Example for the type T3 [see its definition in the message]?

I’m really new to Julia, sorry about it.

After following the docs regarding Types, I was wondering how to build an explicit example, if possible, for the following type:

const T3 = Array{Array{T, 1} where T <: Real, 1}

T3 is “derived” from the type T1 given in Types · The Julia Language

Sure I can define:
a = T3() # returns the empty vector
but I’m not able to find/build up a more non-trivial example.

In a previous similar topic
(Correct argument type for ::Array{Array{<:Real,1},1}))
I could see that:
Array{Array{<:Real,1}, 1} === Array{Array{T,1} where T<:Real, 1} # returns true
Array{<:Real,1} === Array{T,1} where T<:Real # returns false
Array{Float64, 1} <: Array{<:Real, 1} # returns true
Array{Float64,1} <: Array{T,1} where T<:Real # returns true

I’m still a bit confused, sorry!

Thanks a lot for your help.

This page is a good starting point: Vector{Int} <: Vector{Real} is false??? · JuliaNotes.jl

Once you have read it, perhaps the following code will make sense to you. I think T4 (and not T3) is what you want to use here:

julia> const T3 = Vector{Vector{<:Real}}
Vector{Vector{T} where T<:Real} (alias for Array{Array{T, 1} where T<:Real, 1})

julia> const T4 = Vector{<:Vector{<:Real}}
Vector{<:Vector{<:Real}} (alias for Array{<:Array{<:Real, 1}, 1})

julia> v = [1, 2]
2-element Vector{Int64}:

julia> a = [v]
1-element Vector{Vector{Int64}}:
 [1, 2]

julia> a isa T3

julia> a isa T4

Thanks a lot for the page in “github.” It was very nice.

As for T3, then it seems T3 is almost an empty set, isn’t it?

As for T4, I see. I need another <: operator.

Just as a matter of curiosity, on defining T5 as follows:

const T5 = Array{Array{T, 1}, 1} where T<:Real

we find that

T4 === T5 # returns false

However, in many examples I tried, the same vectors belong at the same time to both T4 and T5. In the following code, one can freely replace T4 with T5, obtaining exactly the same outputs (either true or false).

[[1,2], [“hi”, “ciao”, “viv”]] isa T4, # false
[[“hi”, “ciao”], [1//2, 2.0]] isa T4, #false
[[“hi”, “ciao”], [1//2, 2.0], [[1,2], [2,3]]] isa T4, # false
[[1,2], [4.5, 6.7]] isa T4, # true
[[1,2], [4.5, 6.7, 6.1]] isa T4, # true
[[11,4], [-1+2im, 3+4im]] isa T4, # false
[[1.6, 2.0], [2, 3]] isa T4, # true
[[1.5,2], [2,3.6]] isa T4, # true
[[1; 2], [2; 3]] isa T4, # true
[[11,4], [-1+2im, 3+4im]] isa T4, # false
[[1, 2, 3, 4], [1.0, 4.0]] isa T4, # true
[[1; 2]; [2; 3]] isa T4, # false
[[1 2] [2 3]] isa T4, # false
[[1,2], [“hi”, “ciao”]] isa T4 # false

Thanks again a lot for the nice reply.

Yes I think T3 is basically useless.
As for T5, for some weird reason it is different from T3 due to the placement of the where:

julia> T3 = Vector{Vector{T} where T<:Real}
Vector{Vector{T} where T<:Real} (alias for Array{Array{T, 1} where T<:Real, 1})

julia> T5 = Vector{Vector{T}} where T<:Real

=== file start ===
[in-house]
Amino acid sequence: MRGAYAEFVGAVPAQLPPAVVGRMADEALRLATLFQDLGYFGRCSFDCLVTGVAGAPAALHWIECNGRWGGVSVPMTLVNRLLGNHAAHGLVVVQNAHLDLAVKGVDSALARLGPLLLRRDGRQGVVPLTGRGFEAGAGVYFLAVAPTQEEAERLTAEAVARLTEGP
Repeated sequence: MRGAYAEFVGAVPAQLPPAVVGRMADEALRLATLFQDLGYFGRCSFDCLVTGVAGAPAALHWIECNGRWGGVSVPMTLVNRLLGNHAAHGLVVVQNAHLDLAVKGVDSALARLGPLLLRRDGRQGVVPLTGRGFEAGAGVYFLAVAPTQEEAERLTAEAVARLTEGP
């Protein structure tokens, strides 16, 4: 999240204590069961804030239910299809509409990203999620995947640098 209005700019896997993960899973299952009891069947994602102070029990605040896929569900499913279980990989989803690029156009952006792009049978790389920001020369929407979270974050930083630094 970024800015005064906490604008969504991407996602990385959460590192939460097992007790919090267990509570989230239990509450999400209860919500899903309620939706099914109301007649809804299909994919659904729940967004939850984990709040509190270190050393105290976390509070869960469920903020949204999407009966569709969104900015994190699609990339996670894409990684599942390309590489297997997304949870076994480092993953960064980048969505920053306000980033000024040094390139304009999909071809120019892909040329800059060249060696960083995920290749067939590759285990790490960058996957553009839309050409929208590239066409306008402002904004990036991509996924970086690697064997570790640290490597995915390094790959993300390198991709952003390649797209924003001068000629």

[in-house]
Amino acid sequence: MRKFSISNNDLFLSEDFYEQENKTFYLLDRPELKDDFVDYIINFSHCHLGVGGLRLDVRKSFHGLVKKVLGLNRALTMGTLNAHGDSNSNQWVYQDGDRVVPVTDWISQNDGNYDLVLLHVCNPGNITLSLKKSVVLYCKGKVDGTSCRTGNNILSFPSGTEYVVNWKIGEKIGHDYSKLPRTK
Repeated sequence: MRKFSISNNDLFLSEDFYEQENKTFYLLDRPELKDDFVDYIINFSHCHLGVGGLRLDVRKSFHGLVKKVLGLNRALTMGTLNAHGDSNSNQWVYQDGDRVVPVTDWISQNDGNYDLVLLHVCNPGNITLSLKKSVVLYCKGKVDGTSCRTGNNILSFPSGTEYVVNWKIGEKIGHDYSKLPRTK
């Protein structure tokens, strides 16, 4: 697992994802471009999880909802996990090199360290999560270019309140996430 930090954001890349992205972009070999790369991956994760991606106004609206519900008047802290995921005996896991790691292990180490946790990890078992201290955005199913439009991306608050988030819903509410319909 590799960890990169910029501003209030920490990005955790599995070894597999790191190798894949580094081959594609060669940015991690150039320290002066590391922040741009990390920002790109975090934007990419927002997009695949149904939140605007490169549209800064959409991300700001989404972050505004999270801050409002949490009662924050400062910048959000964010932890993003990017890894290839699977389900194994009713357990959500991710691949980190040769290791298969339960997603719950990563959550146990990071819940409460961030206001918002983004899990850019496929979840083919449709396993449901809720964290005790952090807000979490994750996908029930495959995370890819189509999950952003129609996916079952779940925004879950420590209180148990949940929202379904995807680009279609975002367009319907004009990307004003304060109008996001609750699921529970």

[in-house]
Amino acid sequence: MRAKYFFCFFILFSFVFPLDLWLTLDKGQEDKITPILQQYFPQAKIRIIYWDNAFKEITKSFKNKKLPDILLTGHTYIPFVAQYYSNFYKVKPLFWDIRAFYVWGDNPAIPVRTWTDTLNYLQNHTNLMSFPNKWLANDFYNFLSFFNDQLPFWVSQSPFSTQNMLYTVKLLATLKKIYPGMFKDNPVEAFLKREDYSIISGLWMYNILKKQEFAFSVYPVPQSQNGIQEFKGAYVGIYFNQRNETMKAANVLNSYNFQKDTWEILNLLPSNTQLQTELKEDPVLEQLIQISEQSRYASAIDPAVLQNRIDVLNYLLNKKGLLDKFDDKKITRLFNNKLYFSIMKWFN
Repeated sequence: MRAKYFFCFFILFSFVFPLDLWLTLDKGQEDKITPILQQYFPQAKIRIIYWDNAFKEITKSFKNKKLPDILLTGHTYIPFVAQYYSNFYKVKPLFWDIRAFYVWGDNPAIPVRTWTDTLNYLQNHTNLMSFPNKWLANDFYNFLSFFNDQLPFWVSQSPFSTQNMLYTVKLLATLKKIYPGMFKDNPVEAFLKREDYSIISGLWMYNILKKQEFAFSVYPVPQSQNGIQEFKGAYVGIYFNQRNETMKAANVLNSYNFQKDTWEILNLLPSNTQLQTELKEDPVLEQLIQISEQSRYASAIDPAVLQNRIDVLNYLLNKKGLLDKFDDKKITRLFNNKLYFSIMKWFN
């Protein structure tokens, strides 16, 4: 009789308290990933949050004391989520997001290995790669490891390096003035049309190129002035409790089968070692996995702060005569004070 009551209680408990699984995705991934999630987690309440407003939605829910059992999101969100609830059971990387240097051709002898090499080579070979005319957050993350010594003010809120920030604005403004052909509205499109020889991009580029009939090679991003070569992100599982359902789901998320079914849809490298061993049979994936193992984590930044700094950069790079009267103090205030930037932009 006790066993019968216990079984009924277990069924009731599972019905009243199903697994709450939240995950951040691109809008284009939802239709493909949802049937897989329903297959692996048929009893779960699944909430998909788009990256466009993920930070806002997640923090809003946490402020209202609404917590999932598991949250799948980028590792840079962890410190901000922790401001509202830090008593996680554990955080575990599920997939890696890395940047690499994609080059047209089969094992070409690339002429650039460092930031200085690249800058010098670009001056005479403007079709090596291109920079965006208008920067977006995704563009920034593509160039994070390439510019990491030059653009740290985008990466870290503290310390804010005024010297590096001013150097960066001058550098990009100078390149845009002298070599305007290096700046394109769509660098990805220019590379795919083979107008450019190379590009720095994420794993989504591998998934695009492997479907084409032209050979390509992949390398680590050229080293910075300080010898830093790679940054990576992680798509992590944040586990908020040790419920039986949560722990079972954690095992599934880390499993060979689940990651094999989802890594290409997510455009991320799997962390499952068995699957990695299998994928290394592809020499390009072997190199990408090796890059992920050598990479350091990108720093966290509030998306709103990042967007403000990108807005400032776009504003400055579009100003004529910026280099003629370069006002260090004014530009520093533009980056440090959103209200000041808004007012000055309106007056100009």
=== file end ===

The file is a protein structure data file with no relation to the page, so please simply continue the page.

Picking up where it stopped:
Array{Vector{T}, 1} where T<:Real

Very nice indeed [although it is indeed a bit weird].

In a mathematical sense, (I think that) if two sets have [exactly] the same elements, I would say they are equivalent, the same. So I also find it weird that T4 === T5 returns false (although I have not really shown that they share all the possible elements).

Thanks a lot for the answers I have learned a lot. Have a nice day.

I have found something which looks at least weird or just a simple mistake of mine.

All right, following your example, let me define

julia> const S1 = Vector{<:Vector{<:Number}}

This is very close to what you defined T4, but it should also contain say complex numbers. All right the following line returns something I do not understand:

julia> [[2.8, 3.8]] isa S1, [[3+1im, 2+5im]] isa S1, [[2.8, 3.8], [3+1im, 2+5im]] isa S1
(true, true, false)

but, as already said, I do not understand why. Some ideas about it?

To make it work I need, for example, to promote at least one of the Complex{Int} into a Complex{Float64}… but why?

Good remark! Let’s see what the type of this strange third object is (btw, don’t forget to enclose your code in triple backticks to make it easier to read, like I do):

julia> typeof([[2.8, 3.8], [3+1im, 2+5im]])
Vector{Vector} (alias for Array{Array{T, 1} where T, 1})

Since the two inner vectors have different element types, apparently Julia doesn’t bother to remember that they are both subtypes of Number, and instead recognizes the outer vector as containing Vector{Any} items. But we can force Julia to admit that these are indeed numbers:

julia> typeof(Vector{Number}[[2.8, 3.8], [3+1im, 2+5im]])
Vector{Vector{Number}} (alias for Array{Array{Number, 1}, 1})

Thanks a lot for your prompt answer. Also interesting.

By the way, adding another ComplexF64 vector fixes the bug. For example

julia> [[2.8, 3.8], [3+1im, 2+5im], [3, 5.0im]] isa S1

Also on considering the other type you have mentioned

julia> const S2 = Array{Array{Number, 1}, 1};
julia> [[2.8, 3.8]] isa S2

Ok, I will have to explore Julia more. In any case, it was very helpful. Thanks a lot for your time.